Or, others of you picture a judge - waiting for you to slip up, ready to crash the gavel down on you and condemn you for the slightest mistake
Maybe you think he's a big ol' grandfather in the sky - all love and candy, no spankings.
Maybe he's a cosmic vending machine that if you just do or say or pray the right things, he gives you whatever you want.
Maybe he's some distant politician on a throne in the sky who controls everything and your vote really doesn't count.

The people this is written to are coming out of Egypt, enslaved to a King named Pharaoh, who believed that he was God in the flesh. What he commanded, he got. An ancient pharaoh was an absolute monarch, supreme commander of the armies, chief justice of the royal court, and high priest of all religion. His absolute power may be seen in that justice was defined as “what Pharaoh loves”; wrongdoing as “what Pharaoh hates.”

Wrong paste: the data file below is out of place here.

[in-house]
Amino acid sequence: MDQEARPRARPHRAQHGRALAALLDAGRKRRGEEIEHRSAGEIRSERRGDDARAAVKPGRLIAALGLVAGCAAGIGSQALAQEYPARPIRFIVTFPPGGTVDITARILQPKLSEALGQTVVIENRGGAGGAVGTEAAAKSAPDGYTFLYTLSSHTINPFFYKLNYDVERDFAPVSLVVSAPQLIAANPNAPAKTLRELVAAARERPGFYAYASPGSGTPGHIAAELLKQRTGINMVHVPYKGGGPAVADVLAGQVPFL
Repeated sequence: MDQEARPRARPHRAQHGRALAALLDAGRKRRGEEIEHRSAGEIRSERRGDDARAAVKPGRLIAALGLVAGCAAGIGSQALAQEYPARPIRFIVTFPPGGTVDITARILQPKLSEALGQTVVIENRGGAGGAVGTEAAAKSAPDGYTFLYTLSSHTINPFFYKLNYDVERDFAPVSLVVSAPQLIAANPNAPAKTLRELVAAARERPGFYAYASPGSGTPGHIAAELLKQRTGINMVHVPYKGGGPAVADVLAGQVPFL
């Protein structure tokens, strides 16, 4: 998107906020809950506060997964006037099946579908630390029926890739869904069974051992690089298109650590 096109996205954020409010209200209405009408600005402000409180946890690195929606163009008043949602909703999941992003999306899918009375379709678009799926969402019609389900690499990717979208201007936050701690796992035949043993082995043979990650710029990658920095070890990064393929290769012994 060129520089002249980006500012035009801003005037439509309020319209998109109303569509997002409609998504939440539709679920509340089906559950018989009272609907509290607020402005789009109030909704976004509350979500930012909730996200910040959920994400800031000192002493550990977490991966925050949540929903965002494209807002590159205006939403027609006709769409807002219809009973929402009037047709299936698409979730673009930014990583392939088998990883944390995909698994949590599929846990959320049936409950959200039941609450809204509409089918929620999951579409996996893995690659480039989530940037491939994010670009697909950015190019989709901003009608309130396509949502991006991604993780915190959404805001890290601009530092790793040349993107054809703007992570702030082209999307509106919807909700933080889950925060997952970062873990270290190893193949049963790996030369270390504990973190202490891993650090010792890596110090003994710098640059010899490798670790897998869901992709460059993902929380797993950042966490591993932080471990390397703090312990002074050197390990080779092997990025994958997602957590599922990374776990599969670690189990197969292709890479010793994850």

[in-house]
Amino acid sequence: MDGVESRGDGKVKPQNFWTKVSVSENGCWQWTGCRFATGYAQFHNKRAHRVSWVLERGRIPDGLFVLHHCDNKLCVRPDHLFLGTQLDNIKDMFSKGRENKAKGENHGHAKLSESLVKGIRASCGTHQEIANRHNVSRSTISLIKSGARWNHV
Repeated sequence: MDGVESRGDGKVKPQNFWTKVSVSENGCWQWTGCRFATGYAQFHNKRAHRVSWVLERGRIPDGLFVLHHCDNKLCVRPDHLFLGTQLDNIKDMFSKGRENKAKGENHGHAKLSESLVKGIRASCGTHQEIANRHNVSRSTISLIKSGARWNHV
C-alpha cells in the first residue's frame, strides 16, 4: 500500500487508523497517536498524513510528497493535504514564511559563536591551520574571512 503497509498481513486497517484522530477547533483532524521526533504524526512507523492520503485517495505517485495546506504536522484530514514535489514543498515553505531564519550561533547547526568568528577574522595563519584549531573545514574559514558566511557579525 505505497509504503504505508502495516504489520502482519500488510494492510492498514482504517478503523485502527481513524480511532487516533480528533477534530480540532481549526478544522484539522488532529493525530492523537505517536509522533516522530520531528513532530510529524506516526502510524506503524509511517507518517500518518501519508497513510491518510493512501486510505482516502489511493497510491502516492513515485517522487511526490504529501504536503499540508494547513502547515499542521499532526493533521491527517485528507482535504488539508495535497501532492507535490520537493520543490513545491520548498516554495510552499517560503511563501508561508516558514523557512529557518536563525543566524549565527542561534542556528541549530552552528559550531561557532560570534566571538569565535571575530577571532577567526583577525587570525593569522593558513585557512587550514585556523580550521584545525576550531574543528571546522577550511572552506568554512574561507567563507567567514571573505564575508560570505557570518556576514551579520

In using the name Elohim for God, Moses is saying that God is the mighty one, thetrue absolute monarch, the true supreme commander, and he commands things to exist that didn't previously exist, the heavens and the earth.

Genesis 1:2 - Now the earth was formless and empty, darkness cover the surface of the watery depths (the deep), and the Spirit of God was hovering over the surface of the waters.
"The realm of humans was a barren, empty state of disorder and total chaos. Confusion, terror, and deep inaccessible mysteries were the only things present, yet the divine Power of God was keeping watch over it all."

Most creation stories in ancient times have the world beginning with a state of chaos. Often times battles between the gods, and the world being fashioned out of the body of the loser. Or even in modern day creation accounts like evolution, the world again is born out of chaos.

But what's unique about the Genesis creation account is that it doesn't begin with war, it begins with a royal command. Verse 3 of chapter 1 through verse 4 of chapter 2 is the language of a king. God speaks, creation obeys. It happens.

"Let there be" -- in other words, "this is what I want." And every time this King says let there be, it happens, and he names it, which indicates his authority. And this King is bringing order to the chaos.